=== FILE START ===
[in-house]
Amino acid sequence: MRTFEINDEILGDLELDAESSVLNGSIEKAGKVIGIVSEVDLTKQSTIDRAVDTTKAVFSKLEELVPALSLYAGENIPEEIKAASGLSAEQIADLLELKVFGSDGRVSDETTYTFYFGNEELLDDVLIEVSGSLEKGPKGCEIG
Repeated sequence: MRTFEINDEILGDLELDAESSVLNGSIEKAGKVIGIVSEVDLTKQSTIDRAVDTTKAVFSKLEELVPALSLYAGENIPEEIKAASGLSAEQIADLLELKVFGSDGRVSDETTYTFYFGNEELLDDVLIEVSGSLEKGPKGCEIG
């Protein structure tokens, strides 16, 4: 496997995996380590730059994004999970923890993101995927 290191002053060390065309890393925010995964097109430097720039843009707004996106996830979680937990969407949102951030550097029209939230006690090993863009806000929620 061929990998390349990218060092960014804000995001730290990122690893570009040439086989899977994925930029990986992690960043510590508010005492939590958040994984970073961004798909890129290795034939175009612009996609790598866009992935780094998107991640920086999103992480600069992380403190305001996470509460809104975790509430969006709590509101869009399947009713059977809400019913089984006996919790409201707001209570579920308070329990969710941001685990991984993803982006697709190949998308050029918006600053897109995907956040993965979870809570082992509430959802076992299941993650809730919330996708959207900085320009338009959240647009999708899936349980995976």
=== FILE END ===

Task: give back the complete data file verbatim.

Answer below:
[in-house]
Amino acid sequence: MRTFEINDEILGDLELDAESSVLNGSIEKAGKVIGIVSEVDLTKQSTIDRAVDTTKAVFSKLEELVPALSLYAGENIPEEIKAASGLSAEQIADLLELKVFGSDGRVSDETTYTFYFGNEELLDDVLIEVSGSLEKGPKGCEIG
Repeated sequence: MRTFEINDEILGDLELDAESSVLNGSIEKAGKVIGIVSEVDLTKQSTIDRAVDTTKAVFSKLEELVPALSLYAGENIPEEIKAASGLSAEQIADLLELKVFGSDGRVSDETTYTFYFGNEELLDDVLIEVSGSLEKGPKGCEIG
């Protein structure tokens, strides 16, 4: 496997995996380590730059994004999970923890993101995927 290191002053060390065309890393925010995964097109430097720039843009707004996106996830979680937990969407949102951030550097029209939230006690090993863009806000929620 061929990998390349990218060092960014804000995001730290990122690893570009040439086989899977994925930029990986992690960043510590508010005492939590958040994984970073961004798909890129290795034939175009612009996609790598866009992935780094998107991640920086999103992480600069992380403190305001996470509460809104975790509430969006709590509101869009399947009713059977809400019913089984006996919790409201707001209570579920308070329990969710941001685990991984993803982006697709190949998308050029918006600053897109995907956040993965979870809570082992509430959802076992299941993650809730919330996708959207900085320009338009959240647009999708899936349980995976």